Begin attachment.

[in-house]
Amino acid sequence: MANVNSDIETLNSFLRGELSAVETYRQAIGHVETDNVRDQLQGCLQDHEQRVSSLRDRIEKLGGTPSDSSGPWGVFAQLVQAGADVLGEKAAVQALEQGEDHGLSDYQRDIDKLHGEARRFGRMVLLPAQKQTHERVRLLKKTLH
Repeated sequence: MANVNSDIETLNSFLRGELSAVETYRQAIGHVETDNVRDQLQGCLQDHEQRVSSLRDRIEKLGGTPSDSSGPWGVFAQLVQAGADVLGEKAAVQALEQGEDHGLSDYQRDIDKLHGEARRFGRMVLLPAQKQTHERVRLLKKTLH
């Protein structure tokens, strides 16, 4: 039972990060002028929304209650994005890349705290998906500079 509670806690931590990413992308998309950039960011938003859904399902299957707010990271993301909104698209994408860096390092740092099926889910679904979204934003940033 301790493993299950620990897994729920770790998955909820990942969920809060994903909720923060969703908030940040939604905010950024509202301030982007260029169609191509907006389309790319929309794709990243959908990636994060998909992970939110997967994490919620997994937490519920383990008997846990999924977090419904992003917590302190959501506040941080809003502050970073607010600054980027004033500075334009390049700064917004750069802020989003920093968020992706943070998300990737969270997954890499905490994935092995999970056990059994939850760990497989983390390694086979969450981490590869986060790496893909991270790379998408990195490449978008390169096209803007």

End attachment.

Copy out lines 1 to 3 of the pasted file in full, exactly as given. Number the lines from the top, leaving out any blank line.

[in-house]
Amino acid sequence: MANVNSDIETLNSFLRGELSAVETYRQAIGHVETDNVRDQLQGCLQDHEQRVSSLRDRIEKLGGTPSDSSGPWGVFAQLVQAGADVLGEKAAVQALEQGEDHGLSDYQRDIDKLHGEARRFGRMVLLPAQKQTHERVRLLKKTLH
Repeated sequence: MANVNSDIETLNSFLRGELSAVETYRQAIGHVETDNVRDQLQGCLQDHEQRVSSLRDRIEKLGGTPSDSSGPWGVFAQLVQAGADVLGEKAAVQALEQGEDHGLSDYQRDIDKLHGEARRFGRMVLLPAQKQTHERVRLLKKTLH